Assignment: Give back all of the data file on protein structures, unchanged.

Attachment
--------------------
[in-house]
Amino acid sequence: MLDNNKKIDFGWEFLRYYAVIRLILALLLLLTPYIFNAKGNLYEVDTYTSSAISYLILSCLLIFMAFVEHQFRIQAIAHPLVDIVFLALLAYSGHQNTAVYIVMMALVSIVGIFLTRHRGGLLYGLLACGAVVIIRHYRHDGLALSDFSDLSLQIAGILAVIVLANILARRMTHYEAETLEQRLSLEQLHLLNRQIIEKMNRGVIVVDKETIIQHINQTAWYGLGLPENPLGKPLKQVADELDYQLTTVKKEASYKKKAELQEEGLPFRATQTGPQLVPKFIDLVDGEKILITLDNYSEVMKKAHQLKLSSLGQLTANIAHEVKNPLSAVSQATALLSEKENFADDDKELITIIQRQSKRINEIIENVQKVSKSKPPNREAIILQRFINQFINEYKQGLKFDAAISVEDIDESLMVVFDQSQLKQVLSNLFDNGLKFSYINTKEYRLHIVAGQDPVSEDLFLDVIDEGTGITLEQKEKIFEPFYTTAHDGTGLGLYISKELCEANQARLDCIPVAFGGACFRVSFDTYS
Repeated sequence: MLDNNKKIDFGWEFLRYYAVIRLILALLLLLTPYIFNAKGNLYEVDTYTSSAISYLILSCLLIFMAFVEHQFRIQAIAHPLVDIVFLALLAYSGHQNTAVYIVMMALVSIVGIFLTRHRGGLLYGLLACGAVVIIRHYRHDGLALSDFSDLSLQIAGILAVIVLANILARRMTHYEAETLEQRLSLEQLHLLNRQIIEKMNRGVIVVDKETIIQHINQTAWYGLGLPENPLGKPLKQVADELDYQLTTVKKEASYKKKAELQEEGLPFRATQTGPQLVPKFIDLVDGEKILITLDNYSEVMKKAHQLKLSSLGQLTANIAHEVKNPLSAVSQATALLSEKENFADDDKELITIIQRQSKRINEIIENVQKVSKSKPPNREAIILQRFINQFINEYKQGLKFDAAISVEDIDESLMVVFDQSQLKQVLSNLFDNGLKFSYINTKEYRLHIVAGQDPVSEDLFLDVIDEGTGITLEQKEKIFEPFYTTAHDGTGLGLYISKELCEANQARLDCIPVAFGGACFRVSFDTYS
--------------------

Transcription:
[in-house]
Amino acid sequence: MLDNNKKIDFGWEFLRYYAVIRLILALLLLLTPYIFNAKGNLYEVDTYTSSAISYLILSCLLIFMAFVEHQFRIQAIAHPLVDIVFLALLAYSGHQNTAVYIVMMALVSIVGIFLTRHRGGLLYGLLACGAVVIIRHYRHDGLALSDFSDLSLQIAGILAVIVLANILARRMTHYEAETLEQRLSLEQLHLLNRQIIEKMNRGVIVVDKETIIQHINQTAWYGLGLPENPLGKPLKQVADELDYQLTTVKKEASYKKKAELQEEGLPFRATQTGPQLVPKFIDLVDGEKILITLDNYSEVMKKAHQLKLSSLGQLTANIAHEVKNPLSAVSQATALLSEKENFADDDKELITIIQRQSKRINEIIENVQKVSKSKPPNREAIILQRFINQFINEYKQGLKFDAAISVEDIDESLMVVFDQSQLKQVLSNLFDNGLKFSYINTKEYRLHIVAGQDPVSEDLFLDVIDEGTGITLEQKEKIFEPFYTTAHDGTGLGLYISKELCEANQARLDCIPVAFGGACFRVSFDTYS
Repeated sequence: MLDNNKKIDFGWEFLRYYAVIRLILALLLLLTPYIFNAKGNLYEVDTYTSSAISYLILSCLLIFMAFVEHQFRIQAIAHPLVDIVFLALLAYSGHQNTAVYIVMMALVSIVGIFLTRHRGGLLYGLLACGAVVIIRHYRHDGLALSDFSDLSLQIAGILAVIVLANILARRMTHYEAETLEQRLSLEQLHLLNRQIIEKMNRGVIVVDKETIIQHINQTAWYGLGLPENPLGKPLKQVADELDYQLTTVKKEASYKKKAELQEEGLPFRATQTGPQLVPKFIDLVDGEKILITLDNYSEVMKKAHQLKLSSLGQLTANIAHEVKNPLSAVSQATALLSEKENFADDDKELITIIQRQSKRINEIIENVQKVSKSKPPNREAIILQRFINQFINEYKQGLKFDAAISVEDIDESLMVVFDQSQLKQVLSNLFDNGLKFSYINTKEYRLHIVAGQDPVSEDLFLDVIDEGTGITLEQKEKIFEPFYTTAHDGTGLGLYISKELCEANQARLDCIPVAFGGACFRVSFDTYS